Saturday produced a new mayor and city council for New Orleans. But expect the same old lack of political courage to address a shortsighted, short-term rental policy.

This year, the city introduced regulations over these rentals, allowed up to 90 days a year for residences without a live-in owner, and an unlimited number of days for properties with owners who claim that address as a homestead exemption. To participate, owners of residential property must have the city certify that it meets certain standards, pay an annual fee, and collect taxes on the rental income. Proceeds from the tax help fund a housing affordability program.

But the price the city charges to rent out property this way is too low. It charges only $200 a year for live-in ownership and $50 or $150 for absent owners. The lower price applies if the property is used as a homestead. In charging so little to rent out a fixed amount of land occupied by residential property, the city's policy vastly increased demand without changing supply.

Predictably, in the several months since the short-term rental program went into effect, sales of property have boomed in certain neighborhoods, particularly in the Faubourg Marigny next to the Vieux Carre, where a ban on residential-zoned STRs continues. Prices for sales and rentals have shot up as well, with a significant number converted into STRs; about one in 10 residential structures in the Marigny have received such a license.

Saratoga Apartments are seen here at 212 Loyola Ave. in New Orleans, La., Tuesday, Oct. 3, 2017. The building and others around town face accusations of illegally converting many units to short-term rentals.

While this has enriched local property owners who sold into the bull market, many others now suffer the inconvenience of concentrated STRs. The transience of their occupants creates less incentive to maintain the neighborhood and fewer constraints on boorish nonresident behavior, particularly with an estimated 60 percent of STRs registered as owner-unoccupied. Anecdotal evidence suggests most of these absent owners don’t live in the city, insulating them from the immediate consequences of such behavior.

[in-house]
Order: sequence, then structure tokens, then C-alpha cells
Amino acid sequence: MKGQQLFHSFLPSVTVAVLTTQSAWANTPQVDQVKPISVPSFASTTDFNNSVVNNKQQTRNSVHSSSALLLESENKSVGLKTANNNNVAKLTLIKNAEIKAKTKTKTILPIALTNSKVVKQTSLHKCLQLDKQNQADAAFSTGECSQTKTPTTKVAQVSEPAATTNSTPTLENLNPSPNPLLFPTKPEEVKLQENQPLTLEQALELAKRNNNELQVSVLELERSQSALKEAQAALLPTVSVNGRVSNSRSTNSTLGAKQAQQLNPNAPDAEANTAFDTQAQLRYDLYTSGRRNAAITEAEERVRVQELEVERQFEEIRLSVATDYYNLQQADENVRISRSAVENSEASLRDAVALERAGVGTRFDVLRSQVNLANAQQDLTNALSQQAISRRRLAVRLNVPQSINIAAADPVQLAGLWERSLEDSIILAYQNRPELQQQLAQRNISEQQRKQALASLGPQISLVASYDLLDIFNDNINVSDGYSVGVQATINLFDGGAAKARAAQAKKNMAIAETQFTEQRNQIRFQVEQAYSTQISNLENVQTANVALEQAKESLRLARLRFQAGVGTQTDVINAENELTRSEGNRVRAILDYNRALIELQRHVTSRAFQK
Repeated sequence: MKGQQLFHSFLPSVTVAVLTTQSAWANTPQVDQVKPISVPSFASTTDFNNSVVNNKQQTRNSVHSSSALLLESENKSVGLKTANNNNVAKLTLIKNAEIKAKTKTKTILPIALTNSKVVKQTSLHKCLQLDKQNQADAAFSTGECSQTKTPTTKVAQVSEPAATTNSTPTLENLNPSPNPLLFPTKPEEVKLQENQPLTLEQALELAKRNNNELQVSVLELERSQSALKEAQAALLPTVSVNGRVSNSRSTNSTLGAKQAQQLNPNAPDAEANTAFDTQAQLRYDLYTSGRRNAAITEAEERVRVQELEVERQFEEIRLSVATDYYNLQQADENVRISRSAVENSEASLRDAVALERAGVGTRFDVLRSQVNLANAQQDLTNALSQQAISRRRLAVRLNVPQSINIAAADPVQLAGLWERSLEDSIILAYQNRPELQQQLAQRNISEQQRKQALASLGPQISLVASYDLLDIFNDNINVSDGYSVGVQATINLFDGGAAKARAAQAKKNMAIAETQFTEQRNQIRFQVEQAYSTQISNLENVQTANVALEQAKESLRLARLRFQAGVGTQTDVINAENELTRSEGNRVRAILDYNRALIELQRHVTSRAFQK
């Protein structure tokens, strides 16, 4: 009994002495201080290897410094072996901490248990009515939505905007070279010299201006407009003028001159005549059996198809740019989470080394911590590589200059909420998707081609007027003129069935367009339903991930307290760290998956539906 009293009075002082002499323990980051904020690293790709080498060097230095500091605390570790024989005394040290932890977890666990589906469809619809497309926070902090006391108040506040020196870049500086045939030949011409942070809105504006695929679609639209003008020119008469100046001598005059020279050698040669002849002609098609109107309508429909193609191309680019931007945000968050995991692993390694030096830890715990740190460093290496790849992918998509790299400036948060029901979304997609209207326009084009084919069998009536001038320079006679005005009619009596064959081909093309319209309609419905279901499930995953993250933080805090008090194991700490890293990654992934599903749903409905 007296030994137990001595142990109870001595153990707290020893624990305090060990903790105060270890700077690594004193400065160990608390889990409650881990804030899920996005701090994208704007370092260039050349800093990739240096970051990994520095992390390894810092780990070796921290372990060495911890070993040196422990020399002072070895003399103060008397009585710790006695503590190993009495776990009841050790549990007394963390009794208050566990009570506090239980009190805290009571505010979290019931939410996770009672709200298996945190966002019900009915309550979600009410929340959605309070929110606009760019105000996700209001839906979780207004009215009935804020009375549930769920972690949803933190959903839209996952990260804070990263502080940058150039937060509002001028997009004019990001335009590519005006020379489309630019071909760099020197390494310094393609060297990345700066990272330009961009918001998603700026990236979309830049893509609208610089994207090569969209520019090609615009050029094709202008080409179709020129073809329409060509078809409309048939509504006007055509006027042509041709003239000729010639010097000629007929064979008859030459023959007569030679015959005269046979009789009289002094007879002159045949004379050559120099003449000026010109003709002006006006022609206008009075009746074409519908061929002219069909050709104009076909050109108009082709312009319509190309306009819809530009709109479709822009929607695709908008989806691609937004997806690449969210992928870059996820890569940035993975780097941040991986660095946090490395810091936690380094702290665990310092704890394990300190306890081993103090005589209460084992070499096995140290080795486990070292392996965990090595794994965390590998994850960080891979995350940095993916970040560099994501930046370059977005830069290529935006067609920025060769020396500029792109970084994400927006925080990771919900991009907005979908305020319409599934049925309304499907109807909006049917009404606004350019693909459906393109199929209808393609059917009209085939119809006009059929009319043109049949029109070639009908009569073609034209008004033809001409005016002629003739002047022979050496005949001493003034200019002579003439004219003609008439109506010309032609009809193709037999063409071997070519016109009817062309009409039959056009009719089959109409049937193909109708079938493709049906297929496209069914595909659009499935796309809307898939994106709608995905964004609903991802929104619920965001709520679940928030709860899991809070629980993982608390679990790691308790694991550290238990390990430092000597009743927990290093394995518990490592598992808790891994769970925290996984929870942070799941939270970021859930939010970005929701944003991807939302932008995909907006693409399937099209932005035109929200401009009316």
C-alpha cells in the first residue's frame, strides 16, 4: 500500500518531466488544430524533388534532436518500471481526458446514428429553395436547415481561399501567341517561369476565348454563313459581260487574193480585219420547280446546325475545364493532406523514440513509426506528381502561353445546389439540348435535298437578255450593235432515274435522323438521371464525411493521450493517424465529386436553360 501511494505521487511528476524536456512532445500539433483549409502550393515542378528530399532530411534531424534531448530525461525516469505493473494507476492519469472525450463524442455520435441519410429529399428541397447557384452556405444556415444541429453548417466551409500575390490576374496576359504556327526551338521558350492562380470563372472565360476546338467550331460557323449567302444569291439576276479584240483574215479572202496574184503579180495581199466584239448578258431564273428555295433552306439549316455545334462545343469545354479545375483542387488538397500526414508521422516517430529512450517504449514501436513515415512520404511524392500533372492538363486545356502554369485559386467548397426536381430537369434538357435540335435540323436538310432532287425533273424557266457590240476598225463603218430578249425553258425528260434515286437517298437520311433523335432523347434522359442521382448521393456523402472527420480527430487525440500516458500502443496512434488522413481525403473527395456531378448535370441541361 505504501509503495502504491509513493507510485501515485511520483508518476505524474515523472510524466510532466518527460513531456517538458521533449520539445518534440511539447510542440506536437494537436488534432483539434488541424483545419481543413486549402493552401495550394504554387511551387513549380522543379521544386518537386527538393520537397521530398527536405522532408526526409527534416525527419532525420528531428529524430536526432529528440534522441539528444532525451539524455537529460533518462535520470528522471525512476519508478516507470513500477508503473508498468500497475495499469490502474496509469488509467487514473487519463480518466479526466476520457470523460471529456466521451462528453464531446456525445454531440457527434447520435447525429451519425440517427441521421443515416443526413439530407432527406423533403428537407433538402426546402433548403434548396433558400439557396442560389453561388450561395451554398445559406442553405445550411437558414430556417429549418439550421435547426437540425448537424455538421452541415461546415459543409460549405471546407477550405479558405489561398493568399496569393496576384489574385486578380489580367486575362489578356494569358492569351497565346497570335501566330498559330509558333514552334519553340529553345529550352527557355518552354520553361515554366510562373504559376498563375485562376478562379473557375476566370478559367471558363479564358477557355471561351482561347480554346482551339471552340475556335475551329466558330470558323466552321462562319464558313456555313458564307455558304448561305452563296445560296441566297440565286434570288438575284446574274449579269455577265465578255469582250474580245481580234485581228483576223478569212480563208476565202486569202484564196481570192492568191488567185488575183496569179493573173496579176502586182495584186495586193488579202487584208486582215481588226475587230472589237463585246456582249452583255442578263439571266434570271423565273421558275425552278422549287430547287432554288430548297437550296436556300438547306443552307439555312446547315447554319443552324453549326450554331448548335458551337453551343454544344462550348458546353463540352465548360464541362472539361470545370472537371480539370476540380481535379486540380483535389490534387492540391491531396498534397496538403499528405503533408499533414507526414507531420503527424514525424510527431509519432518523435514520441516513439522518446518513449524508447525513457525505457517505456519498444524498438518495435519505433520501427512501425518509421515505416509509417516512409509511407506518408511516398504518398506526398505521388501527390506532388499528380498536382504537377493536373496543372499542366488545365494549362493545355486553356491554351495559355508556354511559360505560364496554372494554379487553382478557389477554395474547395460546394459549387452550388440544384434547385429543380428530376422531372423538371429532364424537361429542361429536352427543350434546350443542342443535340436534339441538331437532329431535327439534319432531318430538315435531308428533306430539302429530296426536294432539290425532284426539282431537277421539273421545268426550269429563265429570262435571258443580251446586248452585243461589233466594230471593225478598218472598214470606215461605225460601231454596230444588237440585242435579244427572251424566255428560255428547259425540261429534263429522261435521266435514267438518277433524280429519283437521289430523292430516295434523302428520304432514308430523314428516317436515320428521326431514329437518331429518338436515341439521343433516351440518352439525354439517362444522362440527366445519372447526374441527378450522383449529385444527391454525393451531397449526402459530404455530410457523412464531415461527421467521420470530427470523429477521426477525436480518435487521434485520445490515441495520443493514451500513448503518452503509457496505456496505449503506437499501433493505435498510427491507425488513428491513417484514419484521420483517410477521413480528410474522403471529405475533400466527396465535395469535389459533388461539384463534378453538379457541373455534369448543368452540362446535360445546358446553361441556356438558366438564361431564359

Live-in owners not participating also have begun to experience sticker shock on their property tax rates, as the speculative frenzy has launched a building spree driving up property values fueled by tourist spending. Renters have it worse, as absentee landlords have taken advantage of the opened demand floodgates by raising rates, which have a ripple effect citywide and only encourage more conversions.

New Orleans' surging condo development spreads downriver to Marigny and Bywater

Having too many tourists in residential areas causes other problems. For example, violations of residential parking laws with impunity by out-of-state vehicles deprive residents of scarce vehicle space.

A more sensible approach, allowing the market to price correctly the privilege of STR income, would establish a license fee of one percent of assessed value. This would discourage conversions because of the additional expense, thereby reining in runaway rent and mortgage payment hikes and putting a lid on taxes. Proceeds should go to beef up enforcement that curbs landlord violations rather than affordable housing programs. By cooling off skyrocketing property prices in certain neighborhoods, a reformed STR program would make city housing less costly.

Unfortunately, politicians have little pressure to change this situation. Higher property taxes bring in more revenues, and tourists cough up sales and occupancy taxes without batting an eye. Moreover, big hotels driven by convention sales have endured too little negative impact from the new STR regulatory regime to demand change, yet its beneficiaries now have increased clout to lobby against reforms. Further, some people priced out of their residences end up living outside the parish, unable to punish holdout elected officials.

So, if you want to make certain New Orleans neighborhoods look more like flophouses for well-heeled transients while chasing away families, by all means, don’t touch current STR rules.

Jeff Sadow is an associate professor of political science at Louisiana State University-Shreveport, where he teaches Louisiana government. He is author of a blog about Louisiana politics,, where links to information in this column may be found. When the Louisiana Legislature is in session, he writes about legislation in it at Follow him on Twitter, @jsadowadvocate or email His views do not necessarily express those of his employer.